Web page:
Eye For Film >> Movies >> Sanctuary (2013) Film Review
Reviewed by: Andrew Robertson
Wouldn't it be nice to get away from it all? To rest under open skies beside a roaring fire, to shelter under canvas in the unspoiled country, to build a raft and float idly in the sun? Wouldn't it be nice to get away from it all? To flee from the social work department with your adolescent daughter, to escape from the Police who want to talk to you in the course of a murder investigation, to go out into the barely-travelled wilds?
Unfolding slowly, haltingly, an attempt at wilderness idyll punctured bit by bit by circumstance, Sanctuary is an affecting piece. As Hella, Clara Christiansson gives an excellent performance - shuffling from childishness to wilful self-reliance and back again, it's an apt portrait of a difficult age in trying circumstances. As "The Father", Jakob Cedergren runs (sometimes literally) a ragged edge between optimism and despair. Initially a cipher, a haunted figure smoking in the shadows, we gradually learn about him as little Hella grows up in these unnatural circumstances.
Unnatural socially - there are suspicions, certainly - literally voiced by the social work department, but in beautiful environs. The lake, the forest, even a minor road carved through the dense and wooded land are all beautifully presented.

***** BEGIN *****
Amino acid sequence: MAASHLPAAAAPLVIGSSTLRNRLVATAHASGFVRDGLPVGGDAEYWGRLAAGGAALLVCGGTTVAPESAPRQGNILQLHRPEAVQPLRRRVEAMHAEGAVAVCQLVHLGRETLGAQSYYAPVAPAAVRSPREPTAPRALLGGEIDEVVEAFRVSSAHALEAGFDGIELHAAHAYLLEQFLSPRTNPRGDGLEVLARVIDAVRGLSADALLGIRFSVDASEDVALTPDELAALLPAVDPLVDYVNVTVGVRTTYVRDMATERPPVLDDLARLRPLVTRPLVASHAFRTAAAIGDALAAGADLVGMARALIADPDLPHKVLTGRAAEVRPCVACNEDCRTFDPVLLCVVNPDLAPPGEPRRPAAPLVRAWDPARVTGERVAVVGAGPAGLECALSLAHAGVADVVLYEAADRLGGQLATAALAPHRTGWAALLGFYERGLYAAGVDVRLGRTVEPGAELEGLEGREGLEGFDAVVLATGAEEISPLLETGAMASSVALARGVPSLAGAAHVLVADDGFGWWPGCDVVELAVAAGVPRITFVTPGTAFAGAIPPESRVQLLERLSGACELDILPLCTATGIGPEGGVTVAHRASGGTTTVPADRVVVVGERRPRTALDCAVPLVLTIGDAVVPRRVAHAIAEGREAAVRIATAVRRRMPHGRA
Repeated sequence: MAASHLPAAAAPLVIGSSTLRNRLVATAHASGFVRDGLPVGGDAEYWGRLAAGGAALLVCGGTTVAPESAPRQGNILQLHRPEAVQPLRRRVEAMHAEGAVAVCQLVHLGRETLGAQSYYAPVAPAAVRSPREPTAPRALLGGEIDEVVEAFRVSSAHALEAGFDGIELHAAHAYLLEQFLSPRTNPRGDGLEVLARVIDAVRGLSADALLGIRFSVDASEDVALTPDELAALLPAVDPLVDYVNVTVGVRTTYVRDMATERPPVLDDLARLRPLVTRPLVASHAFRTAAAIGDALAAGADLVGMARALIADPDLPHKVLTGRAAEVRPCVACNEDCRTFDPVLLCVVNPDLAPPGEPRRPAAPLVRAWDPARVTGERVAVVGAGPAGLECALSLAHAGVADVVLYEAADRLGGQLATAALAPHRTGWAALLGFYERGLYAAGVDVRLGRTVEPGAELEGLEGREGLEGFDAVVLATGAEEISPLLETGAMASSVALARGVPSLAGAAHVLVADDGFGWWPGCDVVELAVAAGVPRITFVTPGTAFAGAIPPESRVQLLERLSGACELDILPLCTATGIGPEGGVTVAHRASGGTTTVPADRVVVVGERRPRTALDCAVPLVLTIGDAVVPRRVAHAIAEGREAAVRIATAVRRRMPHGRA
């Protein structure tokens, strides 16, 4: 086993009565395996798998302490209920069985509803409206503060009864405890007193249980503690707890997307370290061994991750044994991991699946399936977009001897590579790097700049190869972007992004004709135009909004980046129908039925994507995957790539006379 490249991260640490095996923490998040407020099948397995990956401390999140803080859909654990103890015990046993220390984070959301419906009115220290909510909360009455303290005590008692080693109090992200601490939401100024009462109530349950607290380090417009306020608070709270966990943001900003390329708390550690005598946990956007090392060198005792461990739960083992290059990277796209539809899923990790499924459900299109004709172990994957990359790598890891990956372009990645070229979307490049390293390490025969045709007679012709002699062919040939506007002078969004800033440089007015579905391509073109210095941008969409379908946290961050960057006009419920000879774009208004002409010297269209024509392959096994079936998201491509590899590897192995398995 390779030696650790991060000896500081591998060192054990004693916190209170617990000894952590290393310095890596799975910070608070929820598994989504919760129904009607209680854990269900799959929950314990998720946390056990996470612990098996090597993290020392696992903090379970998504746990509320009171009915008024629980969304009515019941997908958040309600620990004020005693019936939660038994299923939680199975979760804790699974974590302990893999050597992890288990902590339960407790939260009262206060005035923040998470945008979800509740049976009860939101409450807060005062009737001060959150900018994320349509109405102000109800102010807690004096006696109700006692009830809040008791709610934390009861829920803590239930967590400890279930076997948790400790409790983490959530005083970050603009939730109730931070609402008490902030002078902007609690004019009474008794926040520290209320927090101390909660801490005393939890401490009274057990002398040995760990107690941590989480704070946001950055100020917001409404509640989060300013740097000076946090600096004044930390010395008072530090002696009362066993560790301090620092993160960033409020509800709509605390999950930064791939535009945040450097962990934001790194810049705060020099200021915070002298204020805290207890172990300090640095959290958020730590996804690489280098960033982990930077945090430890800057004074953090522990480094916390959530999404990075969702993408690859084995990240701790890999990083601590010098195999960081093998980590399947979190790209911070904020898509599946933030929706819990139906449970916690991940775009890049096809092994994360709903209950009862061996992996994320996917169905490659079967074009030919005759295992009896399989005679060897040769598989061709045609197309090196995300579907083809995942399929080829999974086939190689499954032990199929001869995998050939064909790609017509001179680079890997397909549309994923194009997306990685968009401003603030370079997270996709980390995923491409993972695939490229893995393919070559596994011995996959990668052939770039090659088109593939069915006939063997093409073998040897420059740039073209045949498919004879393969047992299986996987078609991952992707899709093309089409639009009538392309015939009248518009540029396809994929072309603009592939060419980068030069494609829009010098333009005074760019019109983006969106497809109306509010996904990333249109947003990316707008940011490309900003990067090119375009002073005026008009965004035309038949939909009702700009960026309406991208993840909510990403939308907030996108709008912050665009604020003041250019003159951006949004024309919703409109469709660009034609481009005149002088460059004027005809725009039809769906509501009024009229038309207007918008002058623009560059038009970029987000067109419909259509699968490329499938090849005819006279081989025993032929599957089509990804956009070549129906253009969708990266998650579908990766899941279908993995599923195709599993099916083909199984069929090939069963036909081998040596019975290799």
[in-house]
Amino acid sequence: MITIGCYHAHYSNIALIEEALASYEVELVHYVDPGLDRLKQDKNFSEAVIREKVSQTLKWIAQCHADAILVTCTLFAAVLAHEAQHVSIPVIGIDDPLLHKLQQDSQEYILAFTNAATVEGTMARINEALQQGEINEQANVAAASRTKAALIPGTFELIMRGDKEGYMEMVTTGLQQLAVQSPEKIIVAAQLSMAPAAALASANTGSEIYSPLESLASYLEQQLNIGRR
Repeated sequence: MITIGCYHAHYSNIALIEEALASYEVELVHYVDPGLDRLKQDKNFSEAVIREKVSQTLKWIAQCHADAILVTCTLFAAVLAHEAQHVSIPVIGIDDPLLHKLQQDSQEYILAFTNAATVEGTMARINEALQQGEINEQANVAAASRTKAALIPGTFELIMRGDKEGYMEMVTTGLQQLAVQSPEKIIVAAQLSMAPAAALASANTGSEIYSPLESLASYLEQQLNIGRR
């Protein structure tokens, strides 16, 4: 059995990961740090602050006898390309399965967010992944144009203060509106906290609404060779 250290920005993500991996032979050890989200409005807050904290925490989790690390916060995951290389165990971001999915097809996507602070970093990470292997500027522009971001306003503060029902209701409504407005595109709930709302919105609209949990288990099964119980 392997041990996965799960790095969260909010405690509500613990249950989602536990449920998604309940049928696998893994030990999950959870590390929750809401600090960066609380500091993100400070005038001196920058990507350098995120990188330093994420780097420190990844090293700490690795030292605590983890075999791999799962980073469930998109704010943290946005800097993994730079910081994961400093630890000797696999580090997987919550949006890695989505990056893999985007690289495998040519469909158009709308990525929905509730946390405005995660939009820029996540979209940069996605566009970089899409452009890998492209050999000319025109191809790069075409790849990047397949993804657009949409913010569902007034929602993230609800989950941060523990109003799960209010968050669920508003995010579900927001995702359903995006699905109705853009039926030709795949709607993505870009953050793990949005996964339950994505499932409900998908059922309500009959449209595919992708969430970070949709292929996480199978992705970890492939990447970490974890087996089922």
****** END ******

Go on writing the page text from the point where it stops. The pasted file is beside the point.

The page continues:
There are interludes - time passes, arguments are had, it rains and it pours and supplies run out - but for all its lack of rush, its unhurried pace is deliberate, effective, compelling. There are some fascinating sequences, hints of stories untold - dream sequences add to the weight of everything, out here where people do not go. "I wonder if anyone has walked this way before..." ponders Hella, "maybe in the Dark Ages". Removed geographically, the pair are somewhat removed in time - perhaps this is the late Seventies, the early Eighties, as there are clues aplenty - behind them (and beautifully observed) are cans of Fanta, BASF cassette tapes, unloved civil-service Volvos and mid-range hi-fis. Around them are snares, caves, and others watching.
Both Hella and her father have strange encounters, one with civilisation, the other with 'The Lady', a tremendous performance from Gunnel Fred. Fredrik Edfeldt's direction, Karin Arrhenius' script, and Matti Bye's music all combine with the excellent central cast to good effect. Mention must be made of Mattias Montero's work as DoP - this is a film that is worth looking closely at, as everything shows signs of great care and consideration, and Sanctuary is certainly worthy of it.
There's an issue with the title - it's not that 'Sanctuary' isn't apt, but the original title 'Faro' is the one in Portugal - The Father is well-travelled, with a history perhaps more chequered than we have seen, but the notion of a further idyll, another place is important to what the film is trying to do. While there are questions to be asked of the characters, the audience isn't given much room to doubt - that's not to say that this is a cheery jaunt, and perhaps Sanctuary is to be commended for avoiding some of the darkness that could be afforded by its outline. There's no shortage of films about the collapse of new societies, and while the scale is different there's a sense of reality's entropic effect upon any at attempt at utopia that's shared with plenty of them - more Dogville than Soylent Green, admittedly, but it's there. Well-judged, well-constructed, well-acted, this is a story of how Hella and her father try to escape, and it is well worth seeking them out.Reviewed on: 21 Jun 2013